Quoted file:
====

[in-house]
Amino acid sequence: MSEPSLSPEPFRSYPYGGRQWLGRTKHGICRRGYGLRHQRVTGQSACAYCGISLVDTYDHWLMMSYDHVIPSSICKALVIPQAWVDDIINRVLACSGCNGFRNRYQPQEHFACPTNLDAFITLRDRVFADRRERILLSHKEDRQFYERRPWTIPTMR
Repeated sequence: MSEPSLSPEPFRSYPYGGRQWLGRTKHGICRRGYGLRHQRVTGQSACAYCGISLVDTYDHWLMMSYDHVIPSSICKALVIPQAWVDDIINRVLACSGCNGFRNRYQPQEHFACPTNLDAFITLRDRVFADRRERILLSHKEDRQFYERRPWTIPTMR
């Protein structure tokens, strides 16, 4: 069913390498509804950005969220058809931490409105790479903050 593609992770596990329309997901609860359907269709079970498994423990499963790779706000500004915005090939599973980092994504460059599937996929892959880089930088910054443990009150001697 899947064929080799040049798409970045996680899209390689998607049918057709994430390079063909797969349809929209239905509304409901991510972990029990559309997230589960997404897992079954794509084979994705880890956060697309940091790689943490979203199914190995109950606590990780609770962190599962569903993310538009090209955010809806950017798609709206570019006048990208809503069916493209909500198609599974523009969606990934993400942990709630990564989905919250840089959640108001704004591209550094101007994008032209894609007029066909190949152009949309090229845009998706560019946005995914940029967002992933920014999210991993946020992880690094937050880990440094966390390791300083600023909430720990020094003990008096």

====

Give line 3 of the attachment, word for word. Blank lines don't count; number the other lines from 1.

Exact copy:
Repeated sequence: MSEPSLSPEPFRSYPYGGRQWLGRTKHGICRRGYGLRHQRVTGQSACAYCGISLVDTYDHWLMMSYDHVIPSSICKALVIPQAWVDDIINRVLACSGCNGFRNRYQPQEHFACPTNLDAFITLRDRVFADRRERILLSHKEDRQFYERRPWTIPTMR